False sense of freedom

It happened again last night. There were no Celtics or Bruins games and the Red Sox had an afternoon game. So in the evening, I could find nothing interesting to watch on TV. I have hundreds of channels on cable but nothing to watch.

Obviously cable has not given me entertainment freedom. If none of the hundreds of channels is interesting, the freedom to choose among them is a false sense of freedom. If I had the energy, I could serve myself better by reading a book, or better yet write something or shoot the next viral video. But I did not have the energy, so I just vegetated on the couch staring at a meaningless screen as a faithful member of the Society of Overweight Americans.

What I just experienced yesterday evening probably is representative of a large segment of our lives: choices pretending to be freedom. In a world driven by monolithic giants, consumers are not really free, they just have the illusion of freedom.

True freedom is not measure by the number of choices presented, but by the diversity of capability generated those choices. Choosing between McDonald’s and Burger King does not generate a high degree of freedom. Choosing between a larger variety of food (e.g. Italian vs. Chinese) entails more freedom. Having the ability to purchase healthy food and cook dishes according to one’s particular taste provide significantly more freedom. Freedom is not measured by number of choices or quantity of products but by their diversities and capabilities. Freedom is not enhance by consumption, but by creativity.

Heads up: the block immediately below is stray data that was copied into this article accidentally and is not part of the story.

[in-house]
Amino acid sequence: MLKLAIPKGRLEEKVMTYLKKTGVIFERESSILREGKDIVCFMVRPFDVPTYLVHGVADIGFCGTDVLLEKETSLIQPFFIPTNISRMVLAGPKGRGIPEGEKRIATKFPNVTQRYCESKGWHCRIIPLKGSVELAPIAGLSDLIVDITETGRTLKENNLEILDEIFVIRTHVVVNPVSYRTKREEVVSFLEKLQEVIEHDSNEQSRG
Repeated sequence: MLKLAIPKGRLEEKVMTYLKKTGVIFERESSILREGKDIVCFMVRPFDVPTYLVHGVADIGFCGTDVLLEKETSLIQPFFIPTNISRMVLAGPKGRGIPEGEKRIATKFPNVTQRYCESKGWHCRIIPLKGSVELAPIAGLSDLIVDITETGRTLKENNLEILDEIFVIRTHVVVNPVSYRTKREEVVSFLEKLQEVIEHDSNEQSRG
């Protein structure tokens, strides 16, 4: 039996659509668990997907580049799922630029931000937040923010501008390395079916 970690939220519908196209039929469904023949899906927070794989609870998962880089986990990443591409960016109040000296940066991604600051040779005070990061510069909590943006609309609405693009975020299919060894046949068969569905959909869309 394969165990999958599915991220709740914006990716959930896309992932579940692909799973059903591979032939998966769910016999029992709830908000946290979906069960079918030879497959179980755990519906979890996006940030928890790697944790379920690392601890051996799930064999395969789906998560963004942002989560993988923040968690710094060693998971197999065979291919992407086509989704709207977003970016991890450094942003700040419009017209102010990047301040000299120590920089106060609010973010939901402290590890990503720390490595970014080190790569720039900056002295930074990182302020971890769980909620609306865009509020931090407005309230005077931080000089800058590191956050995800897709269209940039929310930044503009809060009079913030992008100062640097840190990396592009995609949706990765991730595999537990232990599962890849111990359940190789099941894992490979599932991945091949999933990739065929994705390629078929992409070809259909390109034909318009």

Consider China. With the economics boom, the average Chinese have much higher purchasing power than she had a few years ago. However many of them have to flock to Hong Kong and even overseas to buy baby formula. They breathe polluted air, drink polluted water, eat untrustworthy food. Money does not buy freedom – trustworthiness and truthfulness do.

Here in America, we value democracy. However we are continually being taught a “democracy of consumers” instead of “democracy of citizens”. We superstitiously believe that democracy equal voting. So we believe we are free because we can go to the voting booth and select between a politician with an “D” and a politician with an “R”. When both parties are equally untrustworthy, are our choices truly free?

True freedom is not choosing between “D” and “R” the way we choose between McDonald’s and Burger King. True freedom is to be a citizen instead of a consumer. True freedom is to running for office yourself if your have the ambition or to love your neighbor when your ambition is not as grand.

Let us not be deceived by the false sense of freedom promised us by consumerism. Instead, let us truly exercise our freedom by being active agents of God in this land.

Jesus said, “If you hold to my teaching, you are really my disciples. 32 Then you will know the truth, and the truth will set you free.” – John 8:31-32